In 2013, when I was in the throes of parenting a four- and two-year-old, I wrote a blog post about what I really wanted for Mother’s Day. Through the years, I assumed that as my children grew older, and the days grew shorter, and the end of childhood was in sight- my Mother’s Day ‘wants’ would change. The trendy thing to want is a day alone, in a hotel room, with blackout curtains, and a bottle of wine. When the pandemic was still a thing, I will admit I longed for a night alone after days and weeks of forced distant learning (I refuse to call it homeschool- that is an insult to homeschool parents). But even after an epic argument with my almost 14-year-old daughter and another disagreement on the importance of bathing with my 11 year old son, I can undoubtedly tell you I would still wish for the same thing I did almost 10 years ago. And what is the single thing I wished for all those years ago?
I want to freeze time.
Freezing time is slightly different with toddlers and teenagers. When they were small, I wanted to remember their sweet, squeaky voices and the way they mispronounced words. As teens and tweens, I want to remember their corny jokes and crazy self-created hairstyles. I blinked and my short little tribe was the same size as me (and taller). My once very dependent babies no longer needed me to tuck them in for naps or tie their shoes. They need me to listen about their crush and to endless stats about their favorite football team. Preschool muffins with mom have been replaced with middle school end of the year trip meetings. As much as my ovaries long for a small, sweet-smelling baby, I am thoroughly enjoy having someone to share clothes with. And, I absolutely adore exploring different (spicy) cuisines with my son,- the mini food critic.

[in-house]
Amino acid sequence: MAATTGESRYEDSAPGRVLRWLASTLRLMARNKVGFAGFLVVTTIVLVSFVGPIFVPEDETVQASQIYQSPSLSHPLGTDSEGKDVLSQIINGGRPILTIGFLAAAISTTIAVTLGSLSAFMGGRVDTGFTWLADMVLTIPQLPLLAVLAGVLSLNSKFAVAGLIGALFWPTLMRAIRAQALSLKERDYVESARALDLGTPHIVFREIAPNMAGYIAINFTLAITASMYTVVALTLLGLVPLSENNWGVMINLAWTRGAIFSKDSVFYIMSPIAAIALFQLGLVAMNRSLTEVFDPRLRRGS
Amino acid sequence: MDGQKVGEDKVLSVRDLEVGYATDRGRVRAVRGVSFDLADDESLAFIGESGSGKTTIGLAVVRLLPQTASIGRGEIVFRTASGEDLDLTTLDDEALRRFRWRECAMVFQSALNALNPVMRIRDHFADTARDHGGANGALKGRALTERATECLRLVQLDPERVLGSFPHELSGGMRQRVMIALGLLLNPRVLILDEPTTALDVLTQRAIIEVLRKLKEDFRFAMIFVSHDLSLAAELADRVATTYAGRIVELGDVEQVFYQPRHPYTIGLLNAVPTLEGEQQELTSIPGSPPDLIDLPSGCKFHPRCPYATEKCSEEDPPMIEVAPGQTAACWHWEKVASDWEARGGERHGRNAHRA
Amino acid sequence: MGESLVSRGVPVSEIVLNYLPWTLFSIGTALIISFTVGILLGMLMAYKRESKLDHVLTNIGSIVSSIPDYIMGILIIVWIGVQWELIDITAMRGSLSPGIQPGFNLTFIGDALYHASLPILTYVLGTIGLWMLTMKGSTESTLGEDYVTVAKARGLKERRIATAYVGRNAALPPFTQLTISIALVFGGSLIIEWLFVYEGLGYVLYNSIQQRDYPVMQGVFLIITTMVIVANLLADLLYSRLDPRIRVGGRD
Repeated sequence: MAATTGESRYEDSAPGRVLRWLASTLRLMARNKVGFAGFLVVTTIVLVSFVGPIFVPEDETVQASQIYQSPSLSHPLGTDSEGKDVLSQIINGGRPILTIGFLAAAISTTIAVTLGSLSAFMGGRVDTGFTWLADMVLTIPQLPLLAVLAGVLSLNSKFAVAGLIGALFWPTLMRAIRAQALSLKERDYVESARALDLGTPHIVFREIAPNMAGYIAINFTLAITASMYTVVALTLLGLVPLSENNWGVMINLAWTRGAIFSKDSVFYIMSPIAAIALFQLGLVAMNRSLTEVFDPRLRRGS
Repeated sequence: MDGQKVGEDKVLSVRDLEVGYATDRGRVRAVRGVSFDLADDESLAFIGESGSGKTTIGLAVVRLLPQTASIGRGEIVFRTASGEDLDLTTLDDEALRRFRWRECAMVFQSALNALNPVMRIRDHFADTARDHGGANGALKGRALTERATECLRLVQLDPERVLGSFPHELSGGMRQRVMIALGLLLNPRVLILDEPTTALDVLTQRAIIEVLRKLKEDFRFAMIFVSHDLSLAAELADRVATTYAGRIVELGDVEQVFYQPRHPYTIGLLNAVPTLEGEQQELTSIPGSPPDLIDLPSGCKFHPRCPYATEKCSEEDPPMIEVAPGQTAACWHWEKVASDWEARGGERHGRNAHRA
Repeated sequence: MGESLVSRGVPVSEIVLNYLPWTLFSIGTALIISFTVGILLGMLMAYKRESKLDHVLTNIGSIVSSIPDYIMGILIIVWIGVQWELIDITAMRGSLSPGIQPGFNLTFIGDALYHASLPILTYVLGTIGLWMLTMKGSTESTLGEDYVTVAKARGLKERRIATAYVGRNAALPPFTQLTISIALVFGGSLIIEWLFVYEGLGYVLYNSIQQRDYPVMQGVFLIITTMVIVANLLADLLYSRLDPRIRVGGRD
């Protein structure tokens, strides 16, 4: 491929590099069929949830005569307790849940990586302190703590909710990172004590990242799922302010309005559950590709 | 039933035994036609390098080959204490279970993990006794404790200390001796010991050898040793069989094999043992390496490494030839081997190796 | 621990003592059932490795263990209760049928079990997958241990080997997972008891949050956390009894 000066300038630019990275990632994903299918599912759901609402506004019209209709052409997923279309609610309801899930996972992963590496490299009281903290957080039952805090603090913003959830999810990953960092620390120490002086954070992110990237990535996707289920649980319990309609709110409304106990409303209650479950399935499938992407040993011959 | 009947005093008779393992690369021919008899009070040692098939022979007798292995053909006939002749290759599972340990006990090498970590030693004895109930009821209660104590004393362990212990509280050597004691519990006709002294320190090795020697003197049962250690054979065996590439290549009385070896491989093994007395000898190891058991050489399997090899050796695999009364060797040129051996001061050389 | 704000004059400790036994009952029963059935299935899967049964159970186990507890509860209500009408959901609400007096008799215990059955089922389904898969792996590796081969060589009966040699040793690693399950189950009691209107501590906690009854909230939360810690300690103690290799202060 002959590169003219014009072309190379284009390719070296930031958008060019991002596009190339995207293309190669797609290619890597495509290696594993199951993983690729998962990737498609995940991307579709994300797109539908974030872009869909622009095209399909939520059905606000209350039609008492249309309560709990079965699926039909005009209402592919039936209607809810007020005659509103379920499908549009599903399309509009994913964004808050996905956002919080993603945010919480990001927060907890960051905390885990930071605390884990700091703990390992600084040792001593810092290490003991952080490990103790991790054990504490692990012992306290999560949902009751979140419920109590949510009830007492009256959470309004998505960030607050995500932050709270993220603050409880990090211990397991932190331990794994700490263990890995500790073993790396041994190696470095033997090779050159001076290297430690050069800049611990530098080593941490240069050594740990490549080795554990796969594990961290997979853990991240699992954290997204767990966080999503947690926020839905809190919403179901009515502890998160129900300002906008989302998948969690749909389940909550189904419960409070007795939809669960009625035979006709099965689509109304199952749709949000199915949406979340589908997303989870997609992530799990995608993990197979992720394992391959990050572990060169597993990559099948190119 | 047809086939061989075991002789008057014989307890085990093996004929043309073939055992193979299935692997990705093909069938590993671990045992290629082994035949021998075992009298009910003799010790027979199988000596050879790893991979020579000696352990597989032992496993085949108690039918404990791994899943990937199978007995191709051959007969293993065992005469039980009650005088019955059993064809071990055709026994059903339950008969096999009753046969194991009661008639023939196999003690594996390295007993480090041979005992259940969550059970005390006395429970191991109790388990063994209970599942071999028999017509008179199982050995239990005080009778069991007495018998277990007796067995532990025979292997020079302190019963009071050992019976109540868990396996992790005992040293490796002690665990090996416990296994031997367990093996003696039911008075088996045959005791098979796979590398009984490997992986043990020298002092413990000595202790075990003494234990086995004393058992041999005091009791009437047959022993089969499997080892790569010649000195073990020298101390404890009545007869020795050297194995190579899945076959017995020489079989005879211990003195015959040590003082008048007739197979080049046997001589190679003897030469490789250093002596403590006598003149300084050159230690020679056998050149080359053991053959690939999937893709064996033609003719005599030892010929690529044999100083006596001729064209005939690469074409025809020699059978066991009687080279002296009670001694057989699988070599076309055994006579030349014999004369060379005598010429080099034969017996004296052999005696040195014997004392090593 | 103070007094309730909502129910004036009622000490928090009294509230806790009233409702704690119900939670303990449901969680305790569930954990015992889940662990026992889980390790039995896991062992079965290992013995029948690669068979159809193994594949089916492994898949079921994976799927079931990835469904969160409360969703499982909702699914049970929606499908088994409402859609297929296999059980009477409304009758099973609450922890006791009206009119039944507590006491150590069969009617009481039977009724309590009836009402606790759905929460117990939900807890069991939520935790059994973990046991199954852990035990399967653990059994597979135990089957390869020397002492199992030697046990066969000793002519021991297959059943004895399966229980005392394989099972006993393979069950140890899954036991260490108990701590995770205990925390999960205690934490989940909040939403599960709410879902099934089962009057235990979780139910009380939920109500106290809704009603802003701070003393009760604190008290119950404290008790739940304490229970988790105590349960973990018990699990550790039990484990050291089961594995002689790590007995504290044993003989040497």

I am here to assure you that whatever phase of motherhood you’re in, you will always long for the one before. But take heart- it gets slightly easier to watch your babies grow up. I think that’s a gift from God- that our memories fade slowly so it doesn’t feel like our toddler is starting 8th grade and our baby boy is putting on football pads.
I can confidently say that I was spot-on 10 years ago with my frozen time idea. But, after a decade with these little people of mine, I am very happy to walk hand-in-hand with them on their journey to adulthood. So know that it is OK to mourn those toddlers- but remember how much you hated Calliou. Diapers are expensive and so is baby formula. You never slept enough and you could never made a complete pair of baby socks- you were always losing one.
Time stops for no one, especially mothers of teenagers just starting to fly. Enjoy your Mother’s Day with your not-so-small babies, because one day all of this will just be a sweet memory.